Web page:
Colorectal Cancer Glossary of Terms
Barium: a substance that, when swallowed or given rectally as an enema, makes the digestive tract visible on X-rays.
Barium enema: a process used to study the colon in which barium is given as an enema (through the rectum). Usually gas is then blown in to make the barium spread over the lining of the colon, producing an outline of the colon on X-ray to reveal any irregularities in the lining, such as a polyp, or growth.
Benign tumor: a non-cancerous growth that usually does not spread to nearby tissues or other parts of the body.
Biofeedback: a technique that gives a person some element of voluntary control over particular bodily functions. An electronic device that produces sight or sound signals is often used.
Biological therapy: see Immunotherapy.
Biopsy: the removal and examination of a sample of tissue with a microscope to see whether cancer cells are present.
Brachytherapy: a form of radiation therapy usually used to treat prostate and other cancers. During the procedure, radioactive seeds are implanted into the prostate gland. The seeds remain in place permanently and become inactive after about 10 months. This technique allows for delivery of a high dose of radiation to the prostate with limited damage to surrounding tissues.
Cancer: a general term for more than 100 diseases in which there is an uncontrolled, abnormal growth of cells. Cancer cells can spread to other parts of the body.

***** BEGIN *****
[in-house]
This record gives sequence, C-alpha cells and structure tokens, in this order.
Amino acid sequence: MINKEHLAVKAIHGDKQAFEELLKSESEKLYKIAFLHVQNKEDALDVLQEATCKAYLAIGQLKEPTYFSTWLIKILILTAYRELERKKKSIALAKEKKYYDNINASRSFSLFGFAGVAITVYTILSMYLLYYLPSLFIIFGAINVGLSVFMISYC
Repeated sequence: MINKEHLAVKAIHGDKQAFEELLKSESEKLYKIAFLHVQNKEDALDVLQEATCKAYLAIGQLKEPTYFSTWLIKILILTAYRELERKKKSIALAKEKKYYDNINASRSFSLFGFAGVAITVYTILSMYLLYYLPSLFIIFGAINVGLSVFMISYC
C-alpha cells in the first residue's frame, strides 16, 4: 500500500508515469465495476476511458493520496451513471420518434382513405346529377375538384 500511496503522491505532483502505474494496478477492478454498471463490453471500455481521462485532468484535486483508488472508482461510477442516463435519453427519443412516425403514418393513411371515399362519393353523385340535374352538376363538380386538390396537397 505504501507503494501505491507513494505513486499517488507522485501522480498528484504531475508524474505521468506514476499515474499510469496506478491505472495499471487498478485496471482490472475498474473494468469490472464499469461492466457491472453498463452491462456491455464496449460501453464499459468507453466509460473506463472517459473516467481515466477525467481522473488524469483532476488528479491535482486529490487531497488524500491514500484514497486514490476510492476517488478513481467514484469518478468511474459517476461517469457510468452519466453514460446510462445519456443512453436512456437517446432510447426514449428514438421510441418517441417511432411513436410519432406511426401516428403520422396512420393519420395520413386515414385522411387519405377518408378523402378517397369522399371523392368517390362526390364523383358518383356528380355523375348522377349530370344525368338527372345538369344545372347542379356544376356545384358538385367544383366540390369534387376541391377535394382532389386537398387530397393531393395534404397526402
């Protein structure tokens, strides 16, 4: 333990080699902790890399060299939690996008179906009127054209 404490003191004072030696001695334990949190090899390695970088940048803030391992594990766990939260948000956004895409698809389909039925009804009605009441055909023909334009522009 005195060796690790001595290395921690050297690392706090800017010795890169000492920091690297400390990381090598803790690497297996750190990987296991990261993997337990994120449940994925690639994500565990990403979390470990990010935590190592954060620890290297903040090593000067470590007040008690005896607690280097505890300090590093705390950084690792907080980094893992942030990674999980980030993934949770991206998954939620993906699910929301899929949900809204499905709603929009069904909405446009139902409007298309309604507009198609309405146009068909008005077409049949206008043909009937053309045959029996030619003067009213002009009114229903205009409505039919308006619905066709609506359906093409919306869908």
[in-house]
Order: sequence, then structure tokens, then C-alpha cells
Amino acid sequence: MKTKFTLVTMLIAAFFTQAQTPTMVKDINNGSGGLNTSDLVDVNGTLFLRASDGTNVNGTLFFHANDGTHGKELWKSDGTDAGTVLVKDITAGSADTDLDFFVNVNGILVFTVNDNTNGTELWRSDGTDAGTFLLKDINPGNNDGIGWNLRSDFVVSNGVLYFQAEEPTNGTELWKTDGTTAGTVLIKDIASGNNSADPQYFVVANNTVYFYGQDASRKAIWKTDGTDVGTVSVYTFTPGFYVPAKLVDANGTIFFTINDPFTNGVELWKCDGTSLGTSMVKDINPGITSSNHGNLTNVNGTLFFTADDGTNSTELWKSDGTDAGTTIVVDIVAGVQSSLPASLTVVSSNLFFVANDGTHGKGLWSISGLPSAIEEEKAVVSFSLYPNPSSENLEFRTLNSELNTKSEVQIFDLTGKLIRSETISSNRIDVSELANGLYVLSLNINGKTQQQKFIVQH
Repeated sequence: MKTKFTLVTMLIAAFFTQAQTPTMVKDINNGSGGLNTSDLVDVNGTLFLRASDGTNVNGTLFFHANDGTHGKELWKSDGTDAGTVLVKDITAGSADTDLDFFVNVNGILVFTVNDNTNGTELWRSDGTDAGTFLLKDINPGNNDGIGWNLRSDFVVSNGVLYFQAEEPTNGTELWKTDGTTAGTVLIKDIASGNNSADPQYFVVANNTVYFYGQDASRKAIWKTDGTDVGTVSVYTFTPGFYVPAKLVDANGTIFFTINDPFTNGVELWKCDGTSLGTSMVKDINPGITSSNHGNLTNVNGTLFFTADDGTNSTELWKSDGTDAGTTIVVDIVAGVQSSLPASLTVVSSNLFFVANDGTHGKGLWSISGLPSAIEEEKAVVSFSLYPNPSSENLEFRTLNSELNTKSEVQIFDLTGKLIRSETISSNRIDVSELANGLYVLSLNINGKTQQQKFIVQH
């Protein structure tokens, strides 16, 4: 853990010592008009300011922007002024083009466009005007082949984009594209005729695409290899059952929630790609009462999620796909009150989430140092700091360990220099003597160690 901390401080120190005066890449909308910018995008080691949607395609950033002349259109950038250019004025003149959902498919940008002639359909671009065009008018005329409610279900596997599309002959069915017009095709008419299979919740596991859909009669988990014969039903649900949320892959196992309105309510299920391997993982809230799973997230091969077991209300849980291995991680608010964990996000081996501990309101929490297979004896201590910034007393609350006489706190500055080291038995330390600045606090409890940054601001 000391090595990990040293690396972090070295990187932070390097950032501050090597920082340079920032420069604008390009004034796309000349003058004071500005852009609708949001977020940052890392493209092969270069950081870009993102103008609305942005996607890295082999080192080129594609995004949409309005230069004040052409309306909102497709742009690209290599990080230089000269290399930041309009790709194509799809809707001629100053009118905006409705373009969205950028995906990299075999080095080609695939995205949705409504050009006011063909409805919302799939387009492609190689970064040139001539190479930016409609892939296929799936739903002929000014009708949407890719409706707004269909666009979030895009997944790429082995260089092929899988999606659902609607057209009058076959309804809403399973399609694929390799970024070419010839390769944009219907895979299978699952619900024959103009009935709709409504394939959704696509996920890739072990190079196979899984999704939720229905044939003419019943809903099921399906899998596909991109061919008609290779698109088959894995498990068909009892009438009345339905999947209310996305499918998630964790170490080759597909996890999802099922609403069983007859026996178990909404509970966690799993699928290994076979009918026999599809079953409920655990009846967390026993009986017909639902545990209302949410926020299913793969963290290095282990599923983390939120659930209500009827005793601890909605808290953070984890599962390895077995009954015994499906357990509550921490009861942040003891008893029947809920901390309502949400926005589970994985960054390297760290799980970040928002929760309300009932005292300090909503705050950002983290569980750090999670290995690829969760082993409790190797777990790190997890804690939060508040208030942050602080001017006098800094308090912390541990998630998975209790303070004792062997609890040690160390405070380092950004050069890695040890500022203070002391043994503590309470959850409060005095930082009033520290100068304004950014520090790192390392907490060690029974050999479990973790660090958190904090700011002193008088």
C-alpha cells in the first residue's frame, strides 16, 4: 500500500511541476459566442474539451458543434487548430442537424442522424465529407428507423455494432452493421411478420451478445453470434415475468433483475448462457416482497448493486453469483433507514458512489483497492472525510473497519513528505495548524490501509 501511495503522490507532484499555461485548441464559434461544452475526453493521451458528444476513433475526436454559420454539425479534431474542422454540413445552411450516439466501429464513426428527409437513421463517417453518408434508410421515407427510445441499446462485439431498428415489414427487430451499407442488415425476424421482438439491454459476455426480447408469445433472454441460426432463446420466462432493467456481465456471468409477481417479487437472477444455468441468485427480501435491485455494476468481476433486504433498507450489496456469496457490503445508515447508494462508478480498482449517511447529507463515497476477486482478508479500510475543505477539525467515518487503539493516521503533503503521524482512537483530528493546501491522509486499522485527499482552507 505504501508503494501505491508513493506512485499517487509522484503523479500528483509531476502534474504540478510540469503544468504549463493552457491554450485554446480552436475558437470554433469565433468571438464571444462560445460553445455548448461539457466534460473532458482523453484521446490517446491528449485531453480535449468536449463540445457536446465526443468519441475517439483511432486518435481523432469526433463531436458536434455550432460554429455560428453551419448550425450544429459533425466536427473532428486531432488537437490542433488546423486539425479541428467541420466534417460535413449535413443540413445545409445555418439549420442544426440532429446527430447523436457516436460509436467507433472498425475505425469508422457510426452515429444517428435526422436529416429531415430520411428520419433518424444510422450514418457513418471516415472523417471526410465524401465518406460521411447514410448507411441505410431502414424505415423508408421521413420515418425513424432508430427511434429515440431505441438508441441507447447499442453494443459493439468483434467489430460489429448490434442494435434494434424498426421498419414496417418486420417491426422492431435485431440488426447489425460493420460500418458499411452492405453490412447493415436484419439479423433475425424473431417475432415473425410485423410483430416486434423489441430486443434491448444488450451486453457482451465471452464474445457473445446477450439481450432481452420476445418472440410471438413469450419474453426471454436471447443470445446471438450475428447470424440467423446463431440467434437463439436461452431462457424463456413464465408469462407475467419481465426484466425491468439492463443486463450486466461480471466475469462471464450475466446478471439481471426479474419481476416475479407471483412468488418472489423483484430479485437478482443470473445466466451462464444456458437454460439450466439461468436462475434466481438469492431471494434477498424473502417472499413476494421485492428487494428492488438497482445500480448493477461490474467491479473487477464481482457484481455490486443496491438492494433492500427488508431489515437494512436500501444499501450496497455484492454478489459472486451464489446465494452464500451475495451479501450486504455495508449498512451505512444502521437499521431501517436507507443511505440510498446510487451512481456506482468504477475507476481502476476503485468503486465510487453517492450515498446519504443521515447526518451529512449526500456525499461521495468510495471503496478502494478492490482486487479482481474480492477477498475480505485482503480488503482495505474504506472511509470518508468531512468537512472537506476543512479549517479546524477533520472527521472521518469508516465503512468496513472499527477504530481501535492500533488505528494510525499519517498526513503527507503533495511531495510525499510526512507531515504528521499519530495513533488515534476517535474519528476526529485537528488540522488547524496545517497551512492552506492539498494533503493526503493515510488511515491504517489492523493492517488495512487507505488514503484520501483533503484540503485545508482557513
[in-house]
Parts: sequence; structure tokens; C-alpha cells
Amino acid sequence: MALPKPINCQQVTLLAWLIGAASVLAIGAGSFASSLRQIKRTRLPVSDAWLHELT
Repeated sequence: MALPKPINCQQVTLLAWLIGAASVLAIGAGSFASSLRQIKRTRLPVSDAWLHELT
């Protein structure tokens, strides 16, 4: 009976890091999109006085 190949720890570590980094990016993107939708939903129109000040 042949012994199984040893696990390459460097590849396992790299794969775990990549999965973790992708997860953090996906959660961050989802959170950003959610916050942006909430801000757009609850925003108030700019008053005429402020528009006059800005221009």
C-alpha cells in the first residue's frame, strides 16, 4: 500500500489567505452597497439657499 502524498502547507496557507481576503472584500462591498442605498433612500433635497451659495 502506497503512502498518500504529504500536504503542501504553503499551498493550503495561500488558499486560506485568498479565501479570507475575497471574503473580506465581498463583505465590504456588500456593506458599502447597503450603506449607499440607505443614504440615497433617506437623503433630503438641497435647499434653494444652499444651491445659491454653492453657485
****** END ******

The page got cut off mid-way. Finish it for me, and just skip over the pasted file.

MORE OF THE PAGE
Cannulas: tubes that hold the laparoscope and instruments, and allow access to the abdominal cavity for performance of laparoscopic surgery.
Carcinoma: a malignant (cancerous) growth that begins in the lining or covering of an organ and tends to invade surrounding tissue and travel to and grow in other regions of the body.
Carcinoma in situ: cancer that involves only the tissue in which it began; it has not spread to other tissues.
Catheter: a thin, flexible, plastic tube. A urinary catheter is a tube that is inserted into the bladder to drain urine.
CAT scan: a technique in which multiple X-rays of the body are taken from different angles in a very short period of time. A computer that displays a series of "slice" images of the body collects these images.
Chemotherapy: in cancer treatment, chemotherapy refers to the use of drugs whose main effect is either to kill or slow the growth of rapidly multiplying cells. Chemotherapy usually includes a combination of drugs, since this is more effective than a single drug.
Chronic: persisting over a long period of time.
Clear margins: an area of normal tissue that surrounds cancerous tissue, as seen during a microscopic examination. If margins are clear, the surgeon can be virtually sure that he or she has removed all the cancer in that area.